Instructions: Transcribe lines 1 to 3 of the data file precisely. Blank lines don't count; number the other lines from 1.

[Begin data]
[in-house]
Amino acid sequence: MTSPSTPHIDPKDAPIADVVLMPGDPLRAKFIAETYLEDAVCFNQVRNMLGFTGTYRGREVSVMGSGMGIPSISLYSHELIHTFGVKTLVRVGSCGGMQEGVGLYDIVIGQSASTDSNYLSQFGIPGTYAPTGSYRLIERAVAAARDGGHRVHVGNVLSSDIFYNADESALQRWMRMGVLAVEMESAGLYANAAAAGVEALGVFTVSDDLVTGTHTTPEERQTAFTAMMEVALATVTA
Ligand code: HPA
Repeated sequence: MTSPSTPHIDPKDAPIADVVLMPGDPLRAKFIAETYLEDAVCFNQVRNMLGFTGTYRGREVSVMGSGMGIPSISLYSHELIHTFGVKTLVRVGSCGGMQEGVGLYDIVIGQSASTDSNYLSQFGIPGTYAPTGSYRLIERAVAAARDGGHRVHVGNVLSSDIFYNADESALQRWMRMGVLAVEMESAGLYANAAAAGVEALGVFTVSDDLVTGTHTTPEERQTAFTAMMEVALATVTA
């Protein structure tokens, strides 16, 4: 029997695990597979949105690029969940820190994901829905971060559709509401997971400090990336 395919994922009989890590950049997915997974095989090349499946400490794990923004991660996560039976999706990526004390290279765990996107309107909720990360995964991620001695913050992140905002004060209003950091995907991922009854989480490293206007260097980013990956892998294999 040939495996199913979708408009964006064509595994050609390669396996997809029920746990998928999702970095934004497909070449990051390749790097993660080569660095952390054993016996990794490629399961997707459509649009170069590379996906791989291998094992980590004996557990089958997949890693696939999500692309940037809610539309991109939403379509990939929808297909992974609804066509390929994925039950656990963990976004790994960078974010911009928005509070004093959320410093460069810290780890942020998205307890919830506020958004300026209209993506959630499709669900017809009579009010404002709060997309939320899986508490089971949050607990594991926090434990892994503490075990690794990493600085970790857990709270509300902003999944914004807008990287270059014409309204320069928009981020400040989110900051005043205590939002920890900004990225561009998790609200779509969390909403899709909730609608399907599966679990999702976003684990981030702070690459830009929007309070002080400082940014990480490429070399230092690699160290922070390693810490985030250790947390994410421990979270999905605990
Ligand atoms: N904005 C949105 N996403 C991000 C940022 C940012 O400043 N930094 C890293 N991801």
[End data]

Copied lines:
[in-house]
Amino acid sequence: MTSPSTPHIDPKDAPIADVVLMPGDPLRAKFIAETYLEDAVCFNQVRNMLGFTGTYRGREVSVMGSGMGIPSISLYSHELIHTFGVKTLVRVGSCGGMQEGVGLYDIVIGQSASTDSNYLSQFGIPGTYAPTGSYRLIERAVAAARDGGHRVHVGNVLSSDIFYNADESALQRWMRMGVLAVEMESAGLYANAAAAGVEALGVFTVSDDLVTGTHTTPEERQTAFTAMMEVALATVTA
Ligand code: HPA